NEAR IRAQI BORDER, IRAN -- Masoud Barzani, overall commander of Iraqi Kurdish guerrillas opposed to President Saddam Hussein, estimated in an interview that allied bombing has killed or wounded "about 3,000 civilians" in the Kurdish districts of northern Iraq alone.

Based on regular reports from a network of intelligence agents in Kurdistan and the rest of Iraq, Barzani said both sides are distorting their estimates of civilian casualties. With rare exceptions, Iraqi authorities have succeeded in "sealing off" information about their military losses, he added.

Barzani said American planes had "repeatedly and with great accuracy" hit a presumed uranium mine guarded by a special unit of the Republican Guard in Kurdistan, as he calls the areas of Iraq, Turkey and Iran populated by his followers. His movement is outlawed in Iraq.

"Previously nobody except high Baathist {ruling party} officials were allowed into the sealed area," Barzani said. "Over the past months, foreign experts were seen entering and leaving the site, as well as totally covered large trucks, which entered and emerged from totally sealed tunnels."

But he also noted raids on a sugar refinery in the Kurdish city of Sulaymaniyah, textile plants in Baghdad and Mosul, a cement plant at Badosh; various provincial government palaces; the Ibn Bitar hospital and the central prison, security headquarters and a natural gas plant at Mosul, as well as various Baath offices throughout the country.

One guerrilla who recently returned from Sulaymaniyah reported that the secret police were so worried by allied bombing that every 48 hours they loaded their files, equipment and personnel into trucks and changed locations.

Barzani, 44, said the Americans and their allies were playing down civilian casualties and insisting that only military targets have been hit, while Iraqi authorities have played up damage to civilians but withheld detailed casualty figures "for fear of panicking the population."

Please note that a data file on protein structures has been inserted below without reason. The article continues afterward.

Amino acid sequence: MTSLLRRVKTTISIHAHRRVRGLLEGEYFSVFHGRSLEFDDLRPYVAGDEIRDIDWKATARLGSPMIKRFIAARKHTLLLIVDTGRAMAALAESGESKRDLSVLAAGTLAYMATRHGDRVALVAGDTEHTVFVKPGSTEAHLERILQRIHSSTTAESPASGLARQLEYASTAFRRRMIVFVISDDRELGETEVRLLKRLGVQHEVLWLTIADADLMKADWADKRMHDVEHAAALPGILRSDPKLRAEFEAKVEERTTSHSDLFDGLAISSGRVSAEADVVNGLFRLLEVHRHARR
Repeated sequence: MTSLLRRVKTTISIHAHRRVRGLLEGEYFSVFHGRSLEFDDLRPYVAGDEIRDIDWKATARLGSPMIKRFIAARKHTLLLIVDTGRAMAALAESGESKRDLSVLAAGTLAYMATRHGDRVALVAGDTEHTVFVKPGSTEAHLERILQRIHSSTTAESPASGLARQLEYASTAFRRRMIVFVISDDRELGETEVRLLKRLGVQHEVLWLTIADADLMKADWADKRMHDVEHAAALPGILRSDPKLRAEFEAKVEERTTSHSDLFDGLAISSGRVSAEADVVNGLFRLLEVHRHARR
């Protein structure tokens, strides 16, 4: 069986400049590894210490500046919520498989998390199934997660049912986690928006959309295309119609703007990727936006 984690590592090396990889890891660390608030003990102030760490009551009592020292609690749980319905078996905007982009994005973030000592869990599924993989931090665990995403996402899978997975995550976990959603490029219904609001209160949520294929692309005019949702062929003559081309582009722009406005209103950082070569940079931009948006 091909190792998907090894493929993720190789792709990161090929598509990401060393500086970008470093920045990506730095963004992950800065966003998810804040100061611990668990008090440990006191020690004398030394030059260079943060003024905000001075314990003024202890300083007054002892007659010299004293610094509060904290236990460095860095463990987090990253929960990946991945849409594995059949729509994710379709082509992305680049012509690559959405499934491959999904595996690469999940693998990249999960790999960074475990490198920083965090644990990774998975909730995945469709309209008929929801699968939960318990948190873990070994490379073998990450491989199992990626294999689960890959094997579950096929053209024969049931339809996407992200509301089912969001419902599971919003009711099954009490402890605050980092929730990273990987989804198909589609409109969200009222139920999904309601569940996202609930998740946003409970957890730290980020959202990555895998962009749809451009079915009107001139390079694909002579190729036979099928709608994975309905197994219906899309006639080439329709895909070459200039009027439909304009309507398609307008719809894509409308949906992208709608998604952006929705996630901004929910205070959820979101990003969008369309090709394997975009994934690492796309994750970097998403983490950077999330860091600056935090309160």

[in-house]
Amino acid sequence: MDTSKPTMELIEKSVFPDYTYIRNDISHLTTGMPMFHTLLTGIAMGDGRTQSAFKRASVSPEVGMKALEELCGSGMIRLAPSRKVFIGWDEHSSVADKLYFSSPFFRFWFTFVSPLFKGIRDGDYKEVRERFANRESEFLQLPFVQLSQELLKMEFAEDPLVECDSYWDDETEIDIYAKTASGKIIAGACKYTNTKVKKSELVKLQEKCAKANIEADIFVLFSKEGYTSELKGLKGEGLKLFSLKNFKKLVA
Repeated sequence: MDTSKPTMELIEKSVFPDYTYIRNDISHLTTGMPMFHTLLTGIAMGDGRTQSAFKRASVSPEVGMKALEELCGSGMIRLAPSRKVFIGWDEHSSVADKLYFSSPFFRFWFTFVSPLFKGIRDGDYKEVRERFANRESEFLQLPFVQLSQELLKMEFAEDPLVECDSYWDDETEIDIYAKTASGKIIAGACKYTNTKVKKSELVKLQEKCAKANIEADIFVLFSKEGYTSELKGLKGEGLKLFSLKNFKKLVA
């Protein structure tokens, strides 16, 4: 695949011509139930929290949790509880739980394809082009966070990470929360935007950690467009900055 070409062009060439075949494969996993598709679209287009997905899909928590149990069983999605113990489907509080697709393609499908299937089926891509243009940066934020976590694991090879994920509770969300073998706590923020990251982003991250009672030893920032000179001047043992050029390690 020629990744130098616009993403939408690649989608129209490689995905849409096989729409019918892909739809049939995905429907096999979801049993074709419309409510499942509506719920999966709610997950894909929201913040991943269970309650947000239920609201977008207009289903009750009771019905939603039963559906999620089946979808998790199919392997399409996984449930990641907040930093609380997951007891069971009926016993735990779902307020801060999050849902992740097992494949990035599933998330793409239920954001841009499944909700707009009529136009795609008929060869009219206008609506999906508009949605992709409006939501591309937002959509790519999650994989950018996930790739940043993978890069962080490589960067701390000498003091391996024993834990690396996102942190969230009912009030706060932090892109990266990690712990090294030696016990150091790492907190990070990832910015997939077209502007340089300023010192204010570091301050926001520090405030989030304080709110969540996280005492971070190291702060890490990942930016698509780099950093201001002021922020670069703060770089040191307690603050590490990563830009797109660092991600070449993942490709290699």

While Barzani did not distinguish between dead and wounded, the ratio in Nazi bombing of London in World War II was 1 to 4 among total casualties of 150,000. Before the current war began, one Pentagon estimate was that a four-week air campaign could take the lives of about 2,000 civilians. "Up to now we have definitive information," Barzani said, "that the allies have not targeted civilian objectives of residential areas."

But the Kurdish rebel said that although some allied bombing was "very accurate," in other raids civilian casualties were incurred because bombing appeared "inaccurate" or because Iraqi military installations were located purposely close to population centers.

For example, at Harir, due east of the northern Kurdish city of Erbil, he said about "300 Kurds" were killed or wounded when American planes bombed a nearby Iraqi helicopter base, "deliberately" located inside a concentration camp where thousands of Kurds were held. Despite such civilian casualties, Barzani quoted an Arabic proverb, "A slaughtered sheep does not suffer by being skinned," reflecting Iraqi repression over the last two decades, which has included razing of 4,000 Kurdish villages and use of poison gas against Kurdish civilians.

"We have no villages left to hit," Barzani said, "so what is happening does not hurt that much."

Despite Kurdish casualties, other guerrillas recently returned from deep inside Iraq reported Kurds standing on the traditional flat roofs of their homes "happily watching" the attacking planes.

So far in Kurdistan alone, Barzani said, U.S. Air Force planes based at the Turkish base at Incirlik have carried out raids day and night and lost only one aircraft. The downed plane was seen crashing near the Turkish border on Jan. 19 with the loss of its pilot, he said.

Barzani said his intelligence reports suggested that the mixed bombing results indicate that the U.S. Air Force is conducting two kinds of raids in Kurdistan, one with highly accurate "smart" bombs, the other using traditional ordnance.

Going over a long list of allied targets, Barzani said most were airfields, barracks, bridges and other military objectives, or oil fields, refineries and petroleum storage facilities.